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PostSecret: The Show Goes From Silly to Salacious


Storytelling is having a moment in the sun. From national programs like The Moth to local ones like Ex Fabula, telling our stories out loud in front of an audience seems to something we want to engage in and listen to. PostSecret:The Show is a bit different.

The show has been in the making for five years and is based on the PostSecret project. Frank Warren started the project a decade ago, where people mail in their secrets anonymously on one side of a postcard. Warren started the project out of curiosity, and it caught on quickly.

"When they started arriving, I would scan the postcards and the secrets and the artwork and post it on the web," Warren says. "That first Sunday I had maybe 100 visitors, the next Sunday to I had 1000 and the Sunday after that I had 100,000. The idea spread virally around the world... [Postcards] started arriving with postmarks from California, Texas and Wisconsin, and Hong Kong and Sydney and Dublin."

While Warren may not have known what to expect in the first few years of the project, he now has an understanding of its appeal. "I do think there's something significant about finding your own secret, taking ownership of it, putting it on this postcard and then physically letting it go to a stranger," he says.

Warren remembers one postcard he received; on it was written: "I worked all my life to get into Harvard, and now that I'm here, I hate it." The card was posted online, but soon afterwards he received an email from the writer asking him to take it down. She said her family had identified her as the author of that postcard through her handwriting. Warren immediately took down the card but wrote the woman saying that it may have been good for her family to see.

"Its much more comfortable to keep our secrets inside and not mention them," he says. "It leads to a peacefulness perhaps. But maybe that's a false peacefulness. Maybe in the long run the healthiest thing we can do is out those parts of our life that are uncomfortable and might lead to difficult conversations, but, ultimately, take us to where we want to be."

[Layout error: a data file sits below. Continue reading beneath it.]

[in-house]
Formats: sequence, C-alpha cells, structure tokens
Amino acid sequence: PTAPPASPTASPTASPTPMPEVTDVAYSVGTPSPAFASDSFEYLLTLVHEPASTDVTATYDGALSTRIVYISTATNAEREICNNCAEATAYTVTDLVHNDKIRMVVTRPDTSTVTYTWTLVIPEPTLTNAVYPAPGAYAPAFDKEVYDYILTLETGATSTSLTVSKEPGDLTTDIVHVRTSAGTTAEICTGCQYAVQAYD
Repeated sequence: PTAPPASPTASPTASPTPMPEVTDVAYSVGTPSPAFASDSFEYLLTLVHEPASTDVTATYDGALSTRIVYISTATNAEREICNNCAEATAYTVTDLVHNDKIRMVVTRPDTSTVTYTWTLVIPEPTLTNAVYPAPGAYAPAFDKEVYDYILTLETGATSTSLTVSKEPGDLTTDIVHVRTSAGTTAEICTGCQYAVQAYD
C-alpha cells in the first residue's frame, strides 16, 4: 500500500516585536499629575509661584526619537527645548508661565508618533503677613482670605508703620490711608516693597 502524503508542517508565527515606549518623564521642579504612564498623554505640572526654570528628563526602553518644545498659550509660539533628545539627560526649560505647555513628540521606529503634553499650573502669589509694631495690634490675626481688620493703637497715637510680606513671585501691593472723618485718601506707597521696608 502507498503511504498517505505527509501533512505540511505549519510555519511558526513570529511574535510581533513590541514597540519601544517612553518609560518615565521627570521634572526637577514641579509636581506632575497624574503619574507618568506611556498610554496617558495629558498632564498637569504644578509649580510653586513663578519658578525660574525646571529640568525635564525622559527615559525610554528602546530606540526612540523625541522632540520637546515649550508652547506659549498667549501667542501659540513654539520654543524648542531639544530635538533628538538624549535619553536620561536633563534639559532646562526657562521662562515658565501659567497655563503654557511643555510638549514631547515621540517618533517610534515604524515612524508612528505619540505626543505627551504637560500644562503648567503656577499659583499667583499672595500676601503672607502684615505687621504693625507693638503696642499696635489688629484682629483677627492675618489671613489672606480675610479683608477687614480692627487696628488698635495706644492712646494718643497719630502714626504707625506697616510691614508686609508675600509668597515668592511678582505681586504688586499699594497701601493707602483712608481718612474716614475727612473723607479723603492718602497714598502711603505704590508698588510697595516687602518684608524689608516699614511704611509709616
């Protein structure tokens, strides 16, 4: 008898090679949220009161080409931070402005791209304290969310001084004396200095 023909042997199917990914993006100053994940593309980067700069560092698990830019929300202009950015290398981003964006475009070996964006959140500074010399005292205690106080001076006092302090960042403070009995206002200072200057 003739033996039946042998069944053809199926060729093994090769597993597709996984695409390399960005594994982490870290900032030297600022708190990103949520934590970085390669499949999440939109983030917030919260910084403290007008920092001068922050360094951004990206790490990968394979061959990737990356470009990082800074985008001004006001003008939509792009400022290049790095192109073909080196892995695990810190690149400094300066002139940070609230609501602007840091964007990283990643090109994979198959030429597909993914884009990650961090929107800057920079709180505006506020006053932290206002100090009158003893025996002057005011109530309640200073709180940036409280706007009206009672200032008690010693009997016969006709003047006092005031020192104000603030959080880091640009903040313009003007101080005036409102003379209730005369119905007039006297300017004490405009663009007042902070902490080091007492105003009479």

When it comes to the live show, Warren says, the secrets are probably to life. "The actors bring to life the secrets that have never been seen before, the stories behind them, secrets that have changed lives, brought people together. The actors themselves tell a real secret from their own life. Its kind of experimental. We invite audience members to write their secrets on postcards, and some of them are read back by the actors in the second act."

*This interview originally aired on February 25th, 2016

PostSecret: The Show will be performed in Milwaukee Thursday, March 1st at the Wilson theatre at the Marcus Center for the Performing Arts' Vogel Hall.

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Bonnie North
Bonnie joined WUWM in March 2006 as the Arts Producer of the locally produced weekday magazine program Lake Effect.
Maayan Silver has been a reporter with WUWM’s News Team since 2018. She joined WUWM as a volunteer at Lake Effect in 2016, while she was a practicing criminal defense attorney.